Flurries aren't in Monday's forecast, but the City of Tonawanda is ready just in case.
The city's overnight parking ban takes effect on Oct. 1 each year – perhaps the earliest starting date for any community in Erie County.
Most cities, villages and towns in Buffalo Niagara wait until Nov. 1, or later, to ban parking at night on their roads.
But city officials say falling leaves – not snowflakes – drive the early start date.
"It was more out of a necessity to assist our public works people and leaf removal," Mayor Rick Davis said in an interview.
Tonawanda has an usual history with parking. The city was one of the only, if not the only, communities that banned on-street parking throughout the year, an ordinance that dated back to the 1940s.
During the winter, of course, it was to make way for snowplows. During the summer, barring on-street parking made it easier to investigate burglaries and larcenies, police officials said.
“One of the first things the detective bureau does is go back and pull parking tags to see if there was a car parked anywhere in the vicinity in a place it shouldn’t have been,” then Police Chief William Strassburg told the Common Council in 2014.
He also said at the time he feared people would indefinitely park a "junker" in front of the homes of neighbors they disliked, and he added the police granted permission for overnight parking on a case-by-case basis when requested.
Banning parking also allowed the city's sweepers to better navigate tight Tonawanda streets. With people free to park overnight during the summer, Davis said Friday, "There's some streets that haven't been touched since April 1."
A proposal to allow overnight parking during the summer was defeated in June 2014, but the Council later allowed overnight parking from April 1 until Sept. 30 as a test before approving an ordinance that struck down the year-round ban.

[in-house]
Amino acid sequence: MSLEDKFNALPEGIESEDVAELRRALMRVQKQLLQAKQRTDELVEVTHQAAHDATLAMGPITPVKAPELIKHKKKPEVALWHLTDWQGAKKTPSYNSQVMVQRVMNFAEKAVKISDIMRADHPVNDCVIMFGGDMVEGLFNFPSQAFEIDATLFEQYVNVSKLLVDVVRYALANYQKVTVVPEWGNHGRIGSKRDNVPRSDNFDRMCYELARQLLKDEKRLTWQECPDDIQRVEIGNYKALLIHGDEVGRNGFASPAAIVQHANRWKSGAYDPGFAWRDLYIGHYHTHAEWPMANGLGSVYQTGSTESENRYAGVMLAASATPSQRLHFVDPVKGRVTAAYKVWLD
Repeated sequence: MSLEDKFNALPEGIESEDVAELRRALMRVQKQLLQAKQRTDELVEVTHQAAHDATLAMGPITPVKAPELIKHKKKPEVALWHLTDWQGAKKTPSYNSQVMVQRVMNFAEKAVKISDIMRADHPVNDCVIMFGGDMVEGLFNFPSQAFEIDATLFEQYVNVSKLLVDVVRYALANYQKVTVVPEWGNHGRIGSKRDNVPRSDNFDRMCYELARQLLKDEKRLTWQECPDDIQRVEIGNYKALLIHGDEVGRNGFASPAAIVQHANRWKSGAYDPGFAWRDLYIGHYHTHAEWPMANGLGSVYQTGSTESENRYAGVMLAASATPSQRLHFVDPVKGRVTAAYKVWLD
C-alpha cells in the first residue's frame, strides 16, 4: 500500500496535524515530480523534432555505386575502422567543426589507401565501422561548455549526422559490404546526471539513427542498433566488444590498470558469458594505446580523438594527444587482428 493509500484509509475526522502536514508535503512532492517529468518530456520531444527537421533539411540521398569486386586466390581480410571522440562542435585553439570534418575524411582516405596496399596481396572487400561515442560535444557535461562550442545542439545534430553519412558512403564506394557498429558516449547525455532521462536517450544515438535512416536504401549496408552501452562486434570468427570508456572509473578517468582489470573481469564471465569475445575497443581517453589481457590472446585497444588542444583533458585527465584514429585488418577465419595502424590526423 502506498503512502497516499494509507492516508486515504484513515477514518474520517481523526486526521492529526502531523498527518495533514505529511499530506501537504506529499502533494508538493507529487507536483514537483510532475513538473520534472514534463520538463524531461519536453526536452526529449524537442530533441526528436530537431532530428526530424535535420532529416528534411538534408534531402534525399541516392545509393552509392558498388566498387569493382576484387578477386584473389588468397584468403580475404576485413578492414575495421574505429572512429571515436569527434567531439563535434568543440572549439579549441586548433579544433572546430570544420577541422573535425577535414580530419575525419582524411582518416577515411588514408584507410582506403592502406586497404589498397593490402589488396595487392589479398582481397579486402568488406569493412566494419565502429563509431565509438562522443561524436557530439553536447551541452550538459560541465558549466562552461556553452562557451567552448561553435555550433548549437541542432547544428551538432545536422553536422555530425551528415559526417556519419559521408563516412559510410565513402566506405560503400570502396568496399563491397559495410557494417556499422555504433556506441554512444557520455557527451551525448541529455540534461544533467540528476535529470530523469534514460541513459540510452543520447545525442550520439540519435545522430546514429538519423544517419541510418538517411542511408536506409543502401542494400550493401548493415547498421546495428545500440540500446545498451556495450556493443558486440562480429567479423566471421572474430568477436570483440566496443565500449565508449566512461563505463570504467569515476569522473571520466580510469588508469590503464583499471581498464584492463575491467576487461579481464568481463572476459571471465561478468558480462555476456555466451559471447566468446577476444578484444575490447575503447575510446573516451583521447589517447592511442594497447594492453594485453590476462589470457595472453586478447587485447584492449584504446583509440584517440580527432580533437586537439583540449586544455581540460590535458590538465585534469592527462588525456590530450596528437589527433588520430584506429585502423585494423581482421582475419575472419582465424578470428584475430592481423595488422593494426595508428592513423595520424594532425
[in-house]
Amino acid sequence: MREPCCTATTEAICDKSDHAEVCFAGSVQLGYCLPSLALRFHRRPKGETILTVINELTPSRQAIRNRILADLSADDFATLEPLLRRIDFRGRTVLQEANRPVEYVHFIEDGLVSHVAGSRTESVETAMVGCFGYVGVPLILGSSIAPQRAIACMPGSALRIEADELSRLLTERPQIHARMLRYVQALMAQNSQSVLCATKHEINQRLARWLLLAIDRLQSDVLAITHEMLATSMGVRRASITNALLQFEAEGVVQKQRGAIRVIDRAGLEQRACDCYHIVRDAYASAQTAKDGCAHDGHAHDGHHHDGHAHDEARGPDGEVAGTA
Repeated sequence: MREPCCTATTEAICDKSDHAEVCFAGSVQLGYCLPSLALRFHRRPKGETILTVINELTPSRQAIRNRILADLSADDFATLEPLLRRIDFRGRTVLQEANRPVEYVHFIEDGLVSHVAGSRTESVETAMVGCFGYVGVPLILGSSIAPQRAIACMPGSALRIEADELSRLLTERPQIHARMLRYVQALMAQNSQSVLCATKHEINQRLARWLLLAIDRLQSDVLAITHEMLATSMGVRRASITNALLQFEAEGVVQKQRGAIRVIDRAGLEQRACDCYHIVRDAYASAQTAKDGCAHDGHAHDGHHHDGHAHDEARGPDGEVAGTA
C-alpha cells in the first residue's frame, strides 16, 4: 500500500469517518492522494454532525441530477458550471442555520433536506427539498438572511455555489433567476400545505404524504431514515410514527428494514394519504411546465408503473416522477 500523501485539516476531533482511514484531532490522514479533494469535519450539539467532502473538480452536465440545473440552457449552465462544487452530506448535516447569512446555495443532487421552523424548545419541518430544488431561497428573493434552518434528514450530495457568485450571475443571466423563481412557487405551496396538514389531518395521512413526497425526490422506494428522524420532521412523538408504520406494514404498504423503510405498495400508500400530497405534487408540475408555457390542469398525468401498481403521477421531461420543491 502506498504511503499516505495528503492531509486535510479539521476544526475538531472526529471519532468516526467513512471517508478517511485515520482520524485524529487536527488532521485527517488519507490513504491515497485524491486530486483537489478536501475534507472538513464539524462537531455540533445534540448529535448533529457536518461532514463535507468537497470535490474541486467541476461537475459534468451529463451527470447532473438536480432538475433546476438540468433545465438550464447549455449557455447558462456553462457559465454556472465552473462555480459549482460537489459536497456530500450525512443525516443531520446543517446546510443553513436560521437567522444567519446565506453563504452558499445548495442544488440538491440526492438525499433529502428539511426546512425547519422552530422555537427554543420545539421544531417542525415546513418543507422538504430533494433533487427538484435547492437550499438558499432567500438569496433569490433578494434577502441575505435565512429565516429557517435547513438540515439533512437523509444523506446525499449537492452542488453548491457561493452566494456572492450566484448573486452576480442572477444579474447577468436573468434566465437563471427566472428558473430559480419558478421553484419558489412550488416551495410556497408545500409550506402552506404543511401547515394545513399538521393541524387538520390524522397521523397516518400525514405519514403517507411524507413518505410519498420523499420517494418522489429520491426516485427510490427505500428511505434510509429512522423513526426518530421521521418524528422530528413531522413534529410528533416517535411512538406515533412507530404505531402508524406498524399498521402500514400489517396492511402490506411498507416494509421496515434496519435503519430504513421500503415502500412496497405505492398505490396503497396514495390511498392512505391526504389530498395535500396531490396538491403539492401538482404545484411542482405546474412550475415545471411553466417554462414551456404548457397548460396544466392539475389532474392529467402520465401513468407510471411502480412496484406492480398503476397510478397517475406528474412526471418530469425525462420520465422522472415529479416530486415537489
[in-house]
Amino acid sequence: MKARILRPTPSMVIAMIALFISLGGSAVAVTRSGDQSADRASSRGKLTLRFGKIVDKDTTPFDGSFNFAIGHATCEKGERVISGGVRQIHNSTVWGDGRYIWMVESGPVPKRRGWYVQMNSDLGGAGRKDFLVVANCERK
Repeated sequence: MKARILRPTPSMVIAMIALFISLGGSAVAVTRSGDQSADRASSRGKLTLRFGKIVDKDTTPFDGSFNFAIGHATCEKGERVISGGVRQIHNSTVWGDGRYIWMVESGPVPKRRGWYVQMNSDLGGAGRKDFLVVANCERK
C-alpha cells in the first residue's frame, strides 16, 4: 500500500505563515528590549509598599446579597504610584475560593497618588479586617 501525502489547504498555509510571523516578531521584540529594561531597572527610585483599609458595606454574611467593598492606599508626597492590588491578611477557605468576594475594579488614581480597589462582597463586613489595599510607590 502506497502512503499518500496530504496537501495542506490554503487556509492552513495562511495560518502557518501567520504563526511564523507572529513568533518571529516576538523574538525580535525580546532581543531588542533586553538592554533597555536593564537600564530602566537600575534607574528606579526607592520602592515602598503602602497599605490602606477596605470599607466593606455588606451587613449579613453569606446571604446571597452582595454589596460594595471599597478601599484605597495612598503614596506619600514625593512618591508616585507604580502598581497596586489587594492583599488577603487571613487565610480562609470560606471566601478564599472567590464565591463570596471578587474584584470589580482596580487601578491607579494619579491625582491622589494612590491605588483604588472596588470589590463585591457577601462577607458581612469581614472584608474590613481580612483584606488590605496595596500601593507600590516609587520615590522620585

"Over the years there were residents that questioned whether the parking ban was necessary, and I think that's why the Council relented and allowed people to park in the summertime," Davis said.
Davis said the Council settled on an Oct. 1 start date to make leaf collection easier. He said the city doesn't have the type of mechanism that vacuums up leaves, and the system used by Tonawanda crews wouldn't work with parked cars and trucks clogging streets.
Tonawanda starts its ban early and keeps it in effect late.
Like a lot of communities, the city's ban runs through March 31. But, unlike many others, Tonawanda doesn't lift its parking ban if good weather is in the forecast for the end of March.
In winter 2017, for example, a number of communities – including Buffalo, the Town of Tonawanda, Kenmore and North Tonawanda – all had lifted their winter parking bans by the first week in March following the warmest February on record.
Davis said he doesn't have the ability to lift the parking ban in the city. He said a change to a city ordinance has to be publicized in a newspaper and then voted on by the Council.
"It's a two- to three-week process. I personally can't wave a magic wand," Davis said.
So, Tonawanda residents, enjoy Monday's expected high of 68 degrees but get those vehicles off the street and – while you're at it – maybe throw your ice scraper in the back seat while you're at it.